Crate Training Your Puppy

By Steve Dale

Most puppies should be crate trained for three reasons:

  1. Crate training keeps your puppy and your possessions safe. A puppy in a crate won’t chew on wires or get into other potential hazards. Ingesting inedible items can cause an upset stomach or much worse. Crates also keep your possessions safe. No one wants to come home to their favorite pair of shoes chewed into a million pieces.
  2. Crate training assists with housetraining. It’s a fact: dogs are hard-wired to not want to soil the place where they sleep.
  3. Crate training teaches puppies to relax when no one is home. A puppy in a crate never gets into the habit of destroying household items while home alone. In the crate, he’ll learn to relax – most likely sleep – while you’re away.

There are many other advantages to crate training. When traveling, a crate becomes a home away from home. If a dog is anxious about too much noise or commotion in the house, perhaps due to construction or a child’s birthday party, a crate can become a safe haven.

Although crates have many benefits, it’s important to remember that a crate is not a babysitter (or a puppysitter), especially when it comes to house-training.

As your puppy grows, the hours he can spend in a crate without needing to eliminate can be extended to match his age. The general rule for this is one hour per month of the pup’s age, plus one hour. So, at 2-months old, the puppy could reasonably be expected to stay in the crate for three hours. An important note: For small dogs, you should match the age. For example, a 2-month-old small dog could stay in the crate for two hours.

This rule only applies if the pup being crated went to the bathroom before going into the crate, so he’s starting on empty.

Note that some puppies, such as those rescued from puppy mills or who have been trained to have accidents at pet stores confined in a cage, may not be as easy to crate train.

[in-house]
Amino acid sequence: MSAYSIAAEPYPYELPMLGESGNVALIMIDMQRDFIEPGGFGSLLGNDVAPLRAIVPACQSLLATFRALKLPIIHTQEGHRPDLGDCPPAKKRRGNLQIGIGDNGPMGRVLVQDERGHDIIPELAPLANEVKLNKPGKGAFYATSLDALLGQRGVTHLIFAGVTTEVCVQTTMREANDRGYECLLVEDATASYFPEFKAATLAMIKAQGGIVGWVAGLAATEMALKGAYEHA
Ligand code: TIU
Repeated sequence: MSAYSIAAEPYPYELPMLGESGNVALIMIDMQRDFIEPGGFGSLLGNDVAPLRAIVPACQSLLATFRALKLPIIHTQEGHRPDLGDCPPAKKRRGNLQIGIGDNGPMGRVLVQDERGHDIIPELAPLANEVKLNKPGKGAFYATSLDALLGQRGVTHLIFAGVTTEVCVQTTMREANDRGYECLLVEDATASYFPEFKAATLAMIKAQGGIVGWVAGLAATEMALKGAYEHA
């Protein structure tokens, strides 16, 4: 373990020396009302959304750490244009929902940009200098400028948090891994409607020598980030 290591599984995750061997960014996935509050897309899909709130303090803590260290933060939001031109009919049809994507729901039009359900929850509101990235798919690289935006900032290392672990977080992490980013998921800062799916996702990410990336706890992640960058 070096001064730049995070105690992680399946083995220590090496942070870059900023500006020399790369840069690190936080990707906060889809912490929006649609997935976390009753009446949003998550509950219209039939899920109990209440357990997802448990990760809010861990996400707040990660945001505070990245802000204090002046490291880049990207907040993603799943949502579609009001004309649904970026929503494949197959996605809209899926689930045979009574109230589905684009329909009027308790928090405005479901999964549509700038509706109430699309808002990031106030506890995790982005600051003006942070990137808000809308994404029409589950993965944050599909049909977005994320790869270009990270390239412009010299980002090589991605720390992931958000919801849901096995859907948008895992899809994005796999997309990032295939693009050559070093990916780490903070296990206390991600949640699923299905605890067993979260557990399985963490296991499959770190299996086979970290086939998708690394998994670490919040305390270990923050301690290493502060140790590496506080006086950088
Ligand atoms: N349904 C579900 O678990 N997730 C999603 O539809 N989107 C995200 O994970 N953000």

Puppies often complain about being away from family members, but pups with true separation anxiety typically aren’t better off in crates. To determine if your puppy has real separation distress, a diagnosis is required from a certified animal behavior consultant or a veterinary behaviorist.

How To Do It

To begin the process of training a dog to the crate, dog trainer Rendy Schuchat says, “Make the crate a happy place. Begin with the puppy inside the crate when you’re at home, and even in the same room at first. Put some nice treats in there. Encourage the puppy to be in there on his own. We even encourage feeding puppies from their crates.”

Another way to get the puppy interested in a crate and to positively predispose a puppy to associate the crate with good feelings is to randomly leave treats inside the crate, like Vita Bone® treats. The pup will love that the crate doubles as an automatic treat dispenser.

Provide soft bedding inside the crate (particularly if you want your puppy to sleep overnight in the crate), but be sure to supervise at first, because some dogs will rip this bedding to shreds, and even eat some.

To be useful for house training, the crate needs to be just big enough for the puppy to lie down and turn around comfortably, but not too big – this isn’t a luxury condo. Crate dividers enable you to shrink a large crate and then adjust the size as your puppy grows.

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